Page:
DH: They stated it was too similar to Predators, which, to anyone that's read the script, is complete bullshit! It's also laughable that they had the script months before Predators was announced. See, this was the annoying thing: Arena was the script that Summit had to make, and ASAP. They also mentioned something about it being only a two quadrant picture...

JV: “Two quadrant” is a term I’m not familiar with…

DH: Apparently, movies are categorized in quadrants depending on the audience demographic: men under 25; men over 25; women under 25; and women over 25. For instance, a movie appealing to men under 25 would only be a one quadrant picture. Apparently Summit decided that Arena was only a two quadrant picture, and only appealed to men!

JV: From the time you optioned Arena, until it went into turnaround, how much rewriting were you asked to perform, and how much did you actually do?

DH: If I remember right, we did one full rewrite and a couple of minor polishes.

JV: Percentage-wise, how much did your script change from your original draft to the “full rewrite” you did?

DH: Our full rewrite wasn't overly heavy, if I remember correctly. I think the structure and beats of the script pretty much stayed unchanged. One thing that made me laugh was we had a big set piece where the modern day U.S. Rangers make their escape in a World War II army truck, while being pursued by dozens of Sioux Indians on horseback. It was all very exciting: flaming arrows, Indians scrambling over the truck, our protagonist hanging out of the cab fighting, limbs being hacked off, etc. There was a big hoo-haa about how it wasn't politically correct to show the extermination of Native Americans and we had to substitute them for Zulus, as it's obviously OK to gun down Africans in movies!

JV: Do you feel development of the script ultimately pushed the story closer to what Predators was? And if so, considering Summit ultimately decided it was all too “similar to Predators,” wouldn’t you say it’s rather ironic?

DH: That's kinda hard for me to answer. Personally, I think Arena is as close to Predators as Mary Poppins!

JV: You mentioned to me that you had gone through “a wide range of emotions” after Arena was dropped by Summit Entertainment. Tell me about that.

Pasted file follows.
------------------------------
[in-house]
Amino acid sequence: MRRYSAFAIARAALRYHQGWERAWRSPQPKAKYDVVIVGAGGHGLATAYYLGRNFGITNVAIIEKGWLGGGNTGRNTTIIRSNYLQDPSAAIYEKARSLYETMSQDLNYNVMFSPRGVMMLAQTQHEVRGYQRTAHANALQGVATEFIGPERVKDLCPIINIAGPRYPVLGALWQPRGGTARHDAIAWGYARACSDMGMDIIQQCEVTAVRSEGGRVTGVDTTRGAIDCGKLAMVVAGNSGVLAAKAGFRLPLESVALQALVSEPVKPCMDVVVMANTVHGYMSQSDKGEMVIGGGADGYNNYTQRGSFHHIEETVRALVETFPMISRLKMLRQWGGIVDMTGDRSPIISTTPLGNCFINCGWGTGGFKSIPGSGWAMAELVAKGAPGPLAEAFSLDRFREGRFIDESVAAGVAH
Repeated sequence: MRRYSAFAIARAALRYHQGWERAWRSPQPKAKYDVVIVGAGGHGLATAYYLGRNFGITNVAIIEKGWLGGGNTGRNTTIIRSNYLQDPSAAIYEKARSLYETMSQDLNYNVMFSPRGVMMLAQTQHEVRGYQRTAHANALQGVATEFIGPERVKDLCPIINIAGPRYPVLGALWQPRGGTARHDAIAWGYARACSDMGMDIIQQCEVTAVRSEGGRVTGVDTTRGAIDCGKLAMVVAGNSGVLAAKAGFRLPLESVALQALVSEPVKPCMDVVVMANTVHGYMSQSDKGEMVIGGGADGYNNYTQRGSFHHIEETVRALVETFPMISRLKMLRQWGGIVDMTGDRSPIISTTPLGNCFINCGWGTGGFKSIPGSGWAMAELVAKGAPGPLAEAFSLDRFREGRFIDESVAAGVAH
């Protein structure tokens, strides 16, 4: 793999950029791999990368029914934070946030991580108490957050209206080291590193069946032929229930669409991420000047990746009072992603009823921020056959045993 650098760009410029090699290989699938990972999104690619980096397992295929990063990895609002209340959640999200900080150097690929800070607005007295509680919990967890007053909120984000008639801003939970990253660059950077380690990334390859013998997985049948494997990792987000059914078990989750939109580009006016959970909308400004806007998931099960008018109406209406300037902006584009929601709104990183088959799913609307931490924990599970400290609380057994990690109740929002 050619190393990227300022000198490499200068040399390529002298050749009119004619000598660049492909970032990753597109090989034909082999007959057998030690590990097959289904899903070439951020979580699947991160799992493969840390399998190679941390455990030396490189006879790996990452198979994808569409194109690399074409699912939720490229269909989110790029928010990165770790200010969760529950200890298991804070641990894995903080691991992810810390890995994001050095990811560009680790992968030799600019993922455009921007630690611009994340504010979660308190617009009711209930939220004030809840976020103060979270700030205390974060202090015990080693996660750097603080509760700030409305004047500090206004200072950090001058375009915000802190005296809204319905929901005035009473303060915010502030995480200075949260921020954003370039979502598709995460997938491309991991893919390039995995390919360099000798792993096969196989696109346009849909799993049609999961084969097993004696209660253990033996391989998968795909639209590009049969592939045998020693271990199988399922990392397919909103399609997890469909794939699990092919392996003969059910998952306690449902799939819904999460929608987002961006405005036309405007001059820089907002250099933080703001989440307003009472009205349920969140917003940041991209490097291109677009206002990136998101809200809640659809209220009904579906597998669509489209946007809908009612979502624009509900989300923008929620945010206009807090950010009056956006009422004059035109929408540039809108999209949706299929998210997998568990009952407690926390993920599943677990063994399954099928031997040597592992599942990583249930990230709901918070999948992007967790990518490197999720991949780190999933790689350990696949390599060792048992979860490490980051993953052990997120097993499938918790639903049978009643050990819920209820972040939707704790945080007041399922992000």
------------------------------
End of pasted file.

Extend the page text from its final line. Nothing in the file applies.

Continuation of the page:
DH: Oh, I remember being numb, shaking, trying to put a brave face on, crying like a baby. You name it, I did it. I even wanted to fly out to L.A. and execute every motherfucker that worked for Summit. Obviously, I didn't. You just have to pick yourself up. What else can you do?

JV: So has this experience at all diminished your passion for pursuing a life as a professional screenwriter?

DH: Initially, yes; but as they say: “It's better to try and fail than not try at all.” If I don't keep at it I'll never know, will I? I believe that one day something good will come; I just have to keep plodding onwards. And I absolutely love writing, so it's not like it's a chore. Primarily, I'm doing it because I get immense fun out of it.

JV: What’s the current status of the Arena?

DH: There was a long period of just complete nothingness. Then, out of the blue, our agent said he'd sent it to Magnet Media Group [which recently produced 13, starring Jason Statham and Mickey Rourke; The Experiment, starring Adrien Brody and Forrest Whitaker; and Dark Tide, starring Halle Berry] and they were interested and a meeting had been set up. Apparently, the meeting went very well and Magnet was going to pick it up from Summit—they were really fired up by the script! The last I heard, all the transitional paperwork and finances were being finalized.

JV: So what are you working on now?

DH: I’ve just completed a romantic comedy about international football. I'm also currently trying to get a UK agent, in addition to my US rep, as a lot of my work gravitates towards the UK.

JV: Would you agree that screenwriting is definitely a numbers game and only the strong survive—and the only way to make it—to survive—is to keep writing and keep putting your material into the hands of people who can do you some good?

DH: I agree, but…write because you want to, not because you want riches, fame and glory. If you set out with the intention of turning yourself into an automated script production line, it's not gonna work and your writing will suffer.

JV: Once again, Darren, a big thank you for sharing your experiences here on The Working Screenwriter. Do keep us posted on further developments!

DH: Many thanks, Jim.